Parasites have evolved independently in numerous animal lineages, and they now make up a considerable proportion of the biodiversity of life. Not only do they impact humans and other animals in fundamental ways, but in recent years they have become a powerful model system for the study of ecology and evolution, with practical applications in disease prevention. Here, in a thoroughly revised and updated edition of his influential earlier work, Robert Poulin provides an evolutionary ecologist's view of the biology of parasites. He sets forth a comprehensive synthesis of parasite evolutionary ecology, integrating information across scales from the features of individual parasites to the dynamics of parasite populations and the structuring of parasite communities.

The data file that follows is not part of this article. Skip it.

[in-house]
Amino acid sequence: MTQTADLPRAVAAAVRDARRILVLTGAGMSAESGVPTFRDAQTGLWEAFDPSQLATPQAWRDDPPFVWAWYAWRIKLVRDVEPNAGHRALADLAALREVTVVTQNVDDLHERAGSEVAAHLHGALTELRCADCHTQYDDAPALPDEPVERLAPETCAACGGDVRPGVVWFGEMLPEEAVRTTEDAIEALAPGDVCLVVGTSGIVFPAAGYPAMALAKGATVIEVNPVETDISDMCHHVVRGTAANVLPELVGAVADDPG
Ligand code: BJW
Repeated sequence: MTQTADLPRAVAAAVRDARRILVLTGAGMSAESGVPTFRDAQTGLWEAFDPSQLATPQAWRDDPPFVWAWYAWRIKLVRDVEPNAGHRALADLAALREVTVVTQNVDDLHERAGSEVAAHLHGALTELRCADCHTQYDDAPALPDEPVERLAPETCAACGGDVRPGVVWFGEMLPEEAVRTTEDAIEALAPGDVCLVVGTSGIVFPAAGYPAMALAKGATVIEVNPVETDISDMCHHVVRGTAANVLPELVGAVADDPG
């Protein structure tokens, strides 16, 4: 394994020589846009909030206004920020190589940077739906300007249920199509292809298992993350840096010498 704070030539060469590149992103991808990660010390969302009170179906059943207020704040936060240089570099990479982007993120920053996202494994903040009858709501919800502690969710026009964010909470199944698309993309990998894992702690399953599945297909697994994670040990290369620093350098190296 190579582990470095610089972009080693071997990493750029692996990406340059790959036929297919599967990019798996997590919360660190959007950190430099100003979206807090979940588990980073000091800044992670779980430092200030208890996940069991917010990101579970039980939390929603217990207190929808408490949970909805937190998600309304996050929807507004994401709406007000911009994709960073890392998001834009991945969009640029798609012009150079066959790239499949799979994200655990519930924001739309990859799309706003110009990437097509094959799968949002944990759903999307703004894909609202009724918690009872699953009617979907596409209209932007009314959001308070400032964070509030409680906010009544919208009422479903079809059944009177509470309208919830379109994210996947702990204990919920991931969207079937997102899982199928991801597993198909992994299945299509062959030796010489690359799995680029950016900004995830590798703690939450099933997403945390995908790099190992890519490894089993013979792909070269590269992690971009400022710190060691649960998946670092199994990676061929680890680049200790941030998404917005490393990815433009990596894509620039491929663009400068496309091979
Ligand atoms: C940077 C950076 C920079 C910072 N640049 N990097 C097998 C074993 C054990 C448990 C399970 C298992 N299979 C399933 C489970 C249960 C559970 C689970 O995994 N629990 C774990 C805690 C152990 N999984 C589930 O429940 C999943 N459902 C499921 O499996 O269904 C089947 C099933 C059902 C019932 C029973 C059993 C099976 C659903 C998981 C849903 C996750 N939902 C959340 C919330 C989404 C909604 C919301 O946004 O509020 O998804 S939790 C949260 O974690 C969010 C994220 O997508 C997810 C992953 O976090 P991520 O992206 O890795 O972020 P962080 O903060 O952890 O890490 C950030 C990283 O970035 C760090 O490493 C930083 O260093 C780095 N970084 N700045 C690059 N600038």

Evolutionary Ecology of Parasitespresents an evolutionary framework for the study of parasite biology, combining theory with empirical examples for a broader understanding of why parasites are as they are and do what they do. An up-to-date synthesis of the field, the book is an ideal teaching tool for advanced courses on the subject. Pointing toward promising directions and setting a research agenda, it will also be an invaluable reference for researchers who seek to extend our knowledge of parasite ecology and evolution.
Subjects: Ecology & Evolutionary Biology
Table of Contents
You are viewing the table of contents
You do not have access to this
on JSTOR. Try logging in through your institution for access.